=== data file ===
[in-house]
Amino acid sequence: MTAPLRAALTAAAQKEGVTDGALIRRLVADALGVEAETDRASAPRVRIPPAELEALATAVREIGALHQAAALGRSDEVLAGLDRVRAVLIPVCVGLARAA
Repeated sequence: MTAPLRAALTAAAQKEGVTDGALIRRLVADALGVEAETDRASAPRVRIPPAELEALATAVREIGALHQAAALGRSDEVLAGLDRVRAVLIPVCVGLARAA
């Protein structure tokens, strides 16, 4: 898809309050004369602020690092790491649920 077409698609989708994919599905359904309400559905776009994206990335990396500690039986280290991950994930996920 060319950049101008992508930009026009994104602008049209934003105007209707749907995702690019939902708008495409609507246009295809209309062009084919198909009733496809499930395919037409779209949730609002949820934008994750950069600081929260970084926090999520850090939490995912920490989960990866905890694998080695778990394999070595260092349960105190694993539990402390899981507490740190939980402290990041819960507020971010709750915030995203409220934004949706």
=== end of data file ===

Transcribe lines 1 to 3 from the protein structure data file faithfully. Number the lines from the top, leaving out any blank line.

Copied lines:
[in-house]
Amino acid sequence: MTAPLRAALTAAAQKEGVTDGALIRRLVADALGVEAETDRASAPRVRIPPAELEALATAVREIGALHQAAALGRSDEVLAGLDRVRAVLIPVCVGLARAA
Repeated sequence: MTAPLRAALTAAAQKEGVTDGALIRRLVADALGVEAETDRASAPRVRIPPAELEALATAVREIGALHQAAALGRSDEVLAGLDRVRAVLIPVCVGLARAA